--- 1848 Revolution Memorial Day
This is the first of three Hungarian National Days across the year.
In 1825, Emperor Francis II convened the Diet in response to growing concerns amongst the Hungarian nobility about taxes and the diminishing economy, after the Napoleonic wars. This – and the reaction to the hot-headed reforms of Joseph II – started what is known as the Reform Period (Hungarian: reformkor). But the Nobles still retained their privileges of paying no taxes and not giving the vote to the masses. It was in this time that Hungarian became an official language instead of Latin as had been used formally before. The influential Hungarian politician Count István Széchenyi recognized the need to bring the country up-to-date. The Hungarian Parliament was summoned once again in 1825 to handle financial needs. A Liberal Party emerged in the Diet, which put its attention on providing for the peasantry. Lajos Kossuth, a famous journalist of the time, emerged as the leader of the lower house of Parliament. Kossuth's aspiration was to build a modern democratic, liberal state with a constitution, ensuring civil equality. The people supported him in this modernisation, even though the Habsburg monarchs obstructed all important liberal laws about their civil and political rights and the economic reforms. Many reformers (like Lajos Kossuth, Mihály Táncsics) were imprisoned by the authorities.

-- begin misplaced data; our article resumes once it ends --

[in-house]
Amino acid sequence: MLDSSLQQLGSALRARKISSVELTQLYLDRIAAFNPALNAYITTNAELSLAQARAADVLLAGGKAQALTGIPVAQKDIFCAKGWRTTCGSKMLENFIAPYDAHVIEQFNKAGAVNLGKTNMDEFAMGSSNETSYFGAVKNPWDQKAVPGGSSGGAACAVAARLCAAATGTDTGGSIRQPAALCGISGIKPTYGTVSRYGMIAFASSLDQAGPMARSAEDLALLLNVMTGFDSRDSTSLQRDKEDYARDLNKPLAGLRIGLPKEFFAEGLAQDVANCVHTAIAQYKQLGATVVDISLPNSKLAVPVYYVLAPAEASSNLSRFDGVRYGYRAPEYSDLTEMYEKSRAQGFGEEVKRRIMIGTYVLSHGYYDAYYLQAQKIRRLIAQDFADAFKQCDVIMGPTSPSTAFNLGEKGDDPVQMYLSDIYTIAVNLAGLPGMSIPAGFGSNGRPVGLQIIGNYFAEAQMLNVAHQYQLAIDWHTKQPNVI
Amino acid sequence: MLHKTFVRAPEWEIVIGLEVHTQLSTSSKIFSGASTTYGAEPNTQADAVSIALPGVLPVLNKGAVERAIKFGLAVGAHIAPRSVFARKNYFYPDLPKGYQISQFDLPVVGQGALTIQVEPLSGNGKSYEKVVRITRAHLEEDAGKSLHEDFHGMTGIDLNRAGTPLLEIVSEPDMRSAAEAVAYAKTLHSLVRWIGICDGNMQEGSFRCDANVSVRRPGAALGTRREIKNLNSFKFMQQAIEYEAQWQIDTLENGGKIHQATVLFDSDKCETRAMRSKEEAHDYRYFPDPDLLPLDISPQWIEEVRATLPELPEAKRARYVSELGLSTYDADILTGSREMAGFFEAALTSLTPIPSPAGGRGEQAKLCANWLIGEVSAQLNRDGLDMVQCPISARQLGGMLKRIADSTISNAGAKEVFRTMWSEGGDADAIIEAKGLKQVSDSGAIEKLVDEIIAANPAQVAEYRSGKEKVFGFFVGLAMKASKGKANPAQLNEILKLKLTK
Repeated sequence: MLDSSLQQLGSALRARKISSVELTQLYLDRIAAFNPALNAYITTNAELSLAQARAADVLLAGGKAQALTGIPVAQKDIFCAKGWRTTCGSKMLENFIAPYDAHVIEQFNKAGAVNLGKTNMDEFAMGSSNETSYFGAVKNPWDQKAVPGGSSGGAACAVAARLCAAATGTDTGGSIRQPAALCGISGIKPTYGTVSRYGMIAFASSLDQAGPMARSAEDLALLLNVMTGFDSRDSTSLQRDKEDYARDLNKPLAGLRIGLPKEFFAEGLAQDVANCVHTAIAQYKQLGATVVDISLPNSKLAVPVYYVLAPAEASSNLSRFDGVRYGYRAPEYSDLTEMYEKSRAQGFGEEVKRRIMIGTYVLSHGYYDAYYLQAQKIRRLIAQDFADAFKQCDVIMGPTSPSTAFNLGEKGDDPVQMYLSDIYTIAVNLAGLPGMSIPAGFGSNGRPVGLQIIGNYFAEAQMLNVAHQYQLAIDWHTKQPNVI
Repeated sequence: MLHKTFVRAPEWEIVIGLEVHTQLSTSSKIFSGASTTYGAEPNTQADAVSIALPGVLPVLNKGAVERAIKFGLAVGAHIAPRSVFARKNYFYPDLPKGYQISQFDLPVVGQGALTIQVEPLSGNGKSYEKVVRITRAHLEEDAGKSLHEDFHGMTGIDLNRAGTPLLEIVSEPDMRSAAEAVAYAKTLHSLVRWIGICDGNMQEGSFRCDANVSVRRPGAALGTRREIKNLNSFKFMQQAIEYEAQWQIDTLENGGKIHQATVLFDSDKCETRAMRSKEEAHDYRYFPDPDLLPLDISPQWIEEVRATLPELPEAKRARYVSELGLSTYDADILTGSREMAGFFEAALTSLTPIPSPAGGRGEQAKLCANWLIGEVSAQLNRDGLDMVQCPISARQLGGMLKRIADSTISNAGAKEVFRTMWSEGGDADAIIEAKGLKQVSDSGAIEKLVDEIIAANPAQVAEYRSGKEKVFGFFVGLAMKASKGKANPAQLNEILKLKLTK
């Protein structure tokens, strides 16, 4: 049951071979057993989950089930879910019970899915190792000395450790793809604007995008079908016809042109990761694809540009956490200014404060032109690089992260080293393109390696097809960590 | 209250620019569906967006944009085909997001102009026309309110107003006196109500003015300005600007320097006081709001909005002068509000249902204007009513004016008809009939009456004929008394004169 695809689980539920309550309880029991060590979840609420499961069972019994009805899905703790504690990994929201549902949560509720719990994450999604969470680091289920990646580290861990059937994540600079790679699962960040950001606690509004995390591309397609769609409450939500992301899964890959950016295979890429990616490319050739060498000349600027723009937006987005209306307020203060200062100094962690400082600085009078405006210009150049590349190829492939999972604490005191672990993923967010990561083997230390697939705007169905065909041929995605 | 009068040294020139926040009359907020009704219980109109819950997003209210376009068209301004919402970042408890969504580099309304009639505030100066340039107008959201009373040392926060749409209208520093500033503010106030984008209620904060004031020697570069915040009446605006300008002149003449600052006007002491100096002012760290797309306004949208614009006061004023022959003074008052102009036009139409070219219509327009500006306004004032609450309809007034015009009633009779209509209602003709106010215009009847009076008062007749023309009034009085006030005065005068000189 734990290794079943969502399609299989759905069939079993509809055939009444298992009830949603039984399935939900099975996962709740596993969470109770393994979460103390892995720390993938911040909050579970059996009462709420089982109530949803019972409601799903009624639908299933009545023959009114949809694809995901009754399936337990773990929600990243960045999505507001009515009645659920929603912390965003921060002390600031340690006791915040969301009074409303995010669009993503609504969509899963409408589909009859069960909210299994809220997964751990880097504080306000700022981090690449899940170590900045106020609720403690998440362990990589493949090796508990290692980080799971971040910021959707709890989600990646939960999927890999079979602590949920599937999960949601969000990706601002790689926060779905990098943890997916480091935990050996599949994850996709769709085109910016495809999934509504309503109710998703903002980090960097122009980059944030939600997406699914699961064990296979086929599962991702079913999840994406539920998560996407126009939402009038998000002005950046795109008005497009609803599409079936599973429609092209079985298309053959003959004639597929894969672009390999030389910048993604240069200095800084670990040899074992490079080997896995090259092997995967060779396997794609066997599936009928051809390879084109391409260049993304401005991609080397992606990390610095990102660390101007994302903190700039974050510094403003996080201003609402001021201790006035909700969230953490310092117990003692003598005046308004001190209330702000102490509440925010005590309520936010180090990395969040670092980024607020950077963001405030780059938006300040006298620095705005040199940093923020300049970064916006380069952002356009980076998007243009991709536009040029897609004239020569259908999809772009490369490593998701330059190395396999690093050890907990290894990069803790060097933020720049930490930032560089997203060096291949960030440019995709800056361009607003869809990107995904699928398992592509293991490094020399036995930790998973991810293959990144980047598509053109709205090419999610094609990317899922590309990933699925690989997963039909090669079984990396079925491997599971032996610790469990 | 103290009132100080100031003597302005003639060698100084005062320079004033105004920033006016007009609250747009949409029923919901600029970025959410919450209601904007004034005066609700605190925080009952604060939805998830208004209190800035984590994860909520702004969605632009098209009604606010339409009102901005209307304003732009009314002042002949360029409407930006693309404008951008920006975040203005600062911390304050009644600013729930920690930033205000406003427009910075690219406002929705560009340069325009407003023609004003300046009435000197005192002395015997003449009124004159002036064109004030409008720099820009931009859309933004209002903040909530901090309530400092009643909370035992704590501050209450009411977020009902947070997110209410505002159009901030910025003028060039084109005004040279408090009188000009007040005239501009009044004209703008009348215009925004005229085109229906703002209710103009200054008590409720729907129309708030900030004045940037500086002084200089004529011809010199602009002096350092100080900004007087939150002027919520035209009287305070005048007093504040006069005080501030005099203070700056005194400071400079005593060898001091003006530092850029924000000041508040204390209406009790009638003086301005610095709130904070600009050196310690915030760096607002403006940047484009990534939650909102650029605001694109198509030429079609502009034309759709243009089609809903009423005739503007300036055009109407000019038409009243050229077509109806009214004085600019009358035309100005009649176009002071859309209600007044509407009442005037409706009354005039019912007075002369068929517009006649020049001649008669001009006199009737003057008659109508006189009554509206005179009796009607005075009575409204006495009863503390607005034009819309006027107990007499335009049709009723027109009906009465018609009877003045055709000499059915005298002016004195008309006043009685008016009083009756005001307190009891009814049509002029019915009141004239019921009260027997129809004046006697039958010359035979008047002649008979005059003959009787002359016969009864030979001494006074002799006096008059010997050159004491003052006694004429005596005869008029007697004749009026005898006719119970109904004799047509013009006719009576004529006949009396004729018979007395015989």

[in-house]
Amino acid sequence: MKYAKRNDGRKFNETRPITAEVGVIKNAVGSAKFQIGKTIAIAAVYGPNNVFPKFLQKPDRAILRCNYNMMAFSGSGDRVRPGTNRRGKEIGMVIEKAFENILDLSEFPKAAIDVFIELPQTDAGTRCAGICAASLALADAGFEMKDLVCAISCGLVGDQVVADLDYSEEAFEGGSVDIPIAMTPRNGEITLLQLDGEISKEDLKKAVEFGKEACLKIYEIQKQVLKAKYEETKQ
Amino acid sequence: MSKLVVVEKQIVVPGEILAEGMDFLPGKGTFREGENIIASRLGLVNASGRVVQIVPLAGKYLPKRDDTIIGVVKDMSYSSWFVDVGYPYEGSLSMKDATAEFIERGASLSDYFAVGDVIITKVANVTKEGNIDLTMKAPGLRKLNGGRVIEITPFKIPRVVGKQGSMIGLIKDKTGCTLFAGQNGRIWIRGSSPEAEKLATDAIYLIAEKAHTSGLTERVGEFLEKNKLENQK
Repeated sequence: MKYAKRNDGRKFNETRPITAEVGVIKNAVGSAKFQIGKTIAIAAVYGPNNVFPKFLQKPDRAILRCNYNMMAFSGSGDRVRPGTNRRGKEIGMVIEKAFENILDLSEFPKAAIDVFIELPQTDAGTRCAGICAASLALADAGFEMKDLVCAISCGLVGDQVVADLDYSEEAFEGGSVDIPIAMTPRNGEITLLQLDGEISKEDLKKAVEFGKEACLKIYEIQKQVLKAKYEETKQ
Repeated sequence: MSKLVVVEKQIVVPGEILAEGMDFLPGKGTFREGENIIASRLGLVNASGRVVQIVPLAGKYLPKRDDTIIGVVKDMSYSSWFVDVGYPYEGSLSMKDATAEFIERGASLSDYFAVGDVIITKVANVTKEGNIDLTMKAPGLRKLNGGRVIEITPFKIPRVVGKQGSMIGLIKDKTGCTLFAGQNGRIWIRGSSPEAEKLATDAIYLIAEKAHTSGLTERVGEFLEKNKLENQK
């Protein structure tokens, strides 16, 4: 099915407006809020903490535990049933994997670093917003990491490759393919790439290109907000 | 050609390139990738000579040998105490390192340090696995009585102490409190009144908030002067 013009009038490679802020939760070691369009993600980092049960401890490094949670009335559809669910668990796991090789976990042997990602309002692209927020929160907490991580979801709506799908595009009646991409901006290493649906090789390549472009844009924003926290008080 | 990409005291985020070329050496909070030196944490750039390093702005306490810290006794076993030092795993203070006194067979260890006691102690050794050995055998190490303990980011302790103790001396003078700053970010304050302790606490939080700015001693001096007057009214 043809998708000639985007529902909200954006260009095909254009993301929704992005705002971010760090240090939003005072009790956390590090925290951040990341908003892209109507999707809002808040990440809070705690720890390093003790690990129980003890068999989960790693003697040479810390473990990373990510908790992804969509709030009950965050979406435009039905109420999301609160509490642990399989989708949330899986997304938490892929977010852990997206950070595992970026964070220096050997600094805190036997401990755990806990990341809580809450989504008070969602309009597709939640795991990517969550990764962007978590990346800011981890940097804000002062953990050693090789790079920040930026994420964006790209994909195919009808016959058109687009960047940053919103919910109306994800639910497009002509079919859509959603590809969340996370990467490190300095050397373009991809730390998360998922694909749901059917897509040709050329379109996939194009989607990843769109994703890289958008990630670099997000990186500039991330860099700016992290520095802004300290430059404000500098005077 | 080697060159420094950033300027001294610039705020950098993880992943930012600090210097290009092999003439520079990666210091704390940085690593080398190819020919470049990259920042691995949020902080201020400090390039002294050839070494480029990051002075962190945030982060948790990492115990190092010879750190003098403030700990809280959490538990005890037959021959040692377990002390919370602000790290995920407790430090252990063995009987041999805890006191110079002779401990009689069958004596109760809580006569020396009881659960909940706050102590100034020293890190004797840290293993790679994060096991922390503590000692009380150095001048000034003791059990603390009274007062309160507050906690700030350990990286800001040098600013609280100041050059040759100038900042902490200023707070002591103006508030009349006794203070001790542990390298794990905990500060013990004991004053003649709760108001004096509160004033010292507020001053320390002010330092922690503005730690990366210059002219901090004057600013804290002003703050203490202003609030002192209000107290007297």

The Revolution started on March 15, 1848.
The bloodless mass demonstrations in Pest and Buda forced the Imperial governor to accept all twelve of their demands. After that, there were many insurrections throughout the Kingdom; on the pressure, the Governor-General's officers, acting in the name of the King appointed Hungary's new parliament with Lajos Batthyány as its first Prime Minister. The new government approved a sweeping reform package, referred to as the "April laws", which created a democratic political system. The newly established government also demanded that the Habsburg Empire spend all taxes they received from Hungary in Hungary itself, and that the Parliament should have authority over the Hungarian regiments of the Habsburg Army. In the summer of 1848, Hungarian Government ministers, seeing the civil war ahead, tried to get the Habsburgs' support against the conservative Josip Jelačić. They offered to send troops to northern Italy. By the end of August 1848, the Imperial Government in Vienna officially ordered the Hungarian Government in Pest not to form an Army. Jelačić, being a Count in Croatia and Dalmatia, which were at that time part of Hungary, had a different view. He invaded Hungary to dissolve the Hungarian Government, without any order by the Austrian throne.